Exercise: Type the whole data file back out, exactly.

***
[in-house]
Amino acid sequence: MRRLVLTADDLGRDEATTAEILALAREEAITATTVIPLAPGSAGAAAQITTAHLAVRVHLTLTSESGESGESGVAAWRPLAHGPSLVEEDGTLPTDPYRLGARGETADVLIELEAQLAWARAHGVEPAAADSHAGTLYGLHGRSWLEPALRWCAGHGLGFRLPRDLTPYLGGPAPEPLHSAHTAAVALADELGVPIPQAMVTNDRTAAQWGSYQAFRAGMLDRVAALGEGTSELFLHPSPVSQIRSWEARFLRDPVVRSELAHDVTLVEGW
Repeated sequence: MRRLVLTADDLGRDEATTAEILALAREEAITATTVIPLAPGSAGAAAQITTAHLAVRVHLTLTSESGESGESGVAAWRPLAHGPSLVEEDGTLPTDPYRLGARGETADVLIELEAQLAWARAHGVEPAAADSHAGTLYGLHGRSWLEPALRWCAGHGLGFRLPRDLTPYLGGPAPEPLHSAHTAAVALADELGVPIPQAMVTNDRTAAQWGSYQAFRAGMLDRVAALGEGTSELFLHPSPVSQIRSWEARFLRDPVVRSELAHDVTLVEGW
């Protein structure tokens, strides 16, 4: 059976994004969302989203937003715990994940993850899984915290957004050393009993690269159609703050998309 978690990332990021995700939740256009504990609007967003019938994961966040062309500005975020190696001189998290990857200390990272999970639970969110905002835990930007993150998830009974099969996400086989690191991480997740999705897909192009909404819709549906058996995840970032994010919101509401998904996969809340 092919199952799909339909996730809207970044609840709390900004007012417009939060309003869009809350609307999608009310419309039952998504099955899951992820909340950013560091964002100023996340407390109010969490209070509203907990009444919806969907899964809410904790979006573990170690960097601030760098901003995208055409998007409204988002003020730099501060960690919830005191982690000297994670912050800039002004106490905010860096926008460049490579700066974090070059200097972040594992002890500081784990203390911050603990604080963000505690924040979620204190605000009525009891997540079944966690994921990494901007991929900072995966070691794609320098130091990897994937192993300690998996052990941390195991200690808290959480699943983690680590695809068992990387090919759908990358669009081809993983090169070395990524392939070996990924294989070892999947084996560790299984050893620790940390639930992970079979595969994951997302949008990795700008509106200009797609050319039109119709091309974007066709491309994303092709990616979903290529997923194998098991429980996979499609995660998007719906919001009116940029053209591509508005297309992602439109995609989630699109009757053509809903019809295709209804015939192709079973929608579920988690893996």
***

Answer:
[in-house]
Amino acid sequence: MRRLVLTADDLGRDEATTAEILALAREEAITATTVIPLAPGSAGAAAQITTAHLAVRVHLTLTSESGESGESGVAAWRPLAHGPSLVEEDGTLPTDPYRLGARGETADVLIELEAQLAWARAHGVEPAAADSHAGTLYGLHGRSWLEPALRWCAGHGLGFRLPRDLTPYLGGPAPEPLHSAHTAAVALADELGVPIPQAMVTNDRTAAQWGSYQAFRAGMLDRVAALGEGTSELFLHPSPVSQIRSWEARFLRDPVVRSELAHDVTLVEGW
Repeated sequence: MRRLVLTADDLGRDEATTAEILALAREEAITATTVIPLAPGSAGAAAQITTAHLAVRVHLTLTSESGESGESGVAAWRPLAHGPSLVEEDGTLPTDPYRLGARGETADVLIELEAQLAWARAHGVEPAAADSHAGTLYGLHGRSWLEPALRWCAGHGLGFRLPRDLTPYLGGPAPEPLHSAHTAAVALADELGVPIPQAMVTNDRTAAQWGSYQAFRAGMLDRVAALGEGTSELFLHPSPVSQIRSWEARFLRDPVVRSELAHDVTLVEGW
């Protein structure tokens, strides 16, 4: 059976994004969302989203937003715990994940993850899984915290957004050393009993690269159609703050998309 978690990332990021995700939740256009504990609007967003019938994961966040062309500005975020190696001189998290990857200390990272999970639970969110905002835990930007993150998830009974099969996400086989690191991480997740999705897909192009909404819709549906058996995840970032994010919101509401998904996969809340 092919199952799909339909996730809207970044609840709390900004007012417009939060309003869009809350609307999608009310419309039952998504099955899951992820909340950013560091964002100023996340407390109010969490209070509203907990009444919806969907899964809410904790979006573990170690960097601030760098901003995208055409998007409204988002003020730099501060960690919830005191982690000297994670912050800039002004106490905010860096926008460049490579700066974090070059200097972040594992002890500081784990203390911050603990604080963000505690924040979620204190605000009525009891997540079944966690994921990494901007991929900072995966070691794609320098130091990897994937192993300690998996052990941390195991200690808290959480699943983690680590695809068992990387090919759908990358669009081809993983090169070395990524392939070996990924294989070892999947084996560790299984050893620790940390639930992970079979595969994951997302949008990795700008509106200009797609050319039109119709091309974007066709491309994303092709990616979903290529997923194998098991429980996979499609995660998007719906919001009116940029053209591509508005297309992602439109995609989630699109009757053509809903019809295709209804015939192709079973929608579920988690893996």